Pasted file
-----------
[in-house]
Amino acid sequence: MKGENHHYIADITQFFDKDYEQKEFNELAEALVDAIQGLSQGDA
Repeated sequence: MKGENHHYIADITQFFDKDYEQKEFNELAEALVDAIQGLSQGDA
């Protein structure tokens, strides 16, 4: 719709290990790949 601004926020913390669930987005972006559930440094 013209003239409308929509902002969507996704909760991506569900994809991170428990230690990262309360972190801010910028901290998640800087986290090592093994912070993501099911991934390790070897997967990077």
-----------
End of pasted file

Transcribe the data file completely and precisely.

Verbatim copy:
[in-house]
Amino acid sequence: MKGENHHYIADITQFFDKDYEQKEFNELAEALVDAIQGLSQGDA
Repeated sequence: MKGENHHYIADITQFFDKDYEQKEFNELAEALVDAIQGLSQGDA
């Protein structure tokens, strides 16, 4: 719709290990790949 601004926020913390669930987005972006559930440094 013209003239409308929509902002969507996704909760991506569900994809991170428990230690990262309360972190801010910028901290998640800087986290090592093994912070993501099911991934390790070897997967990077």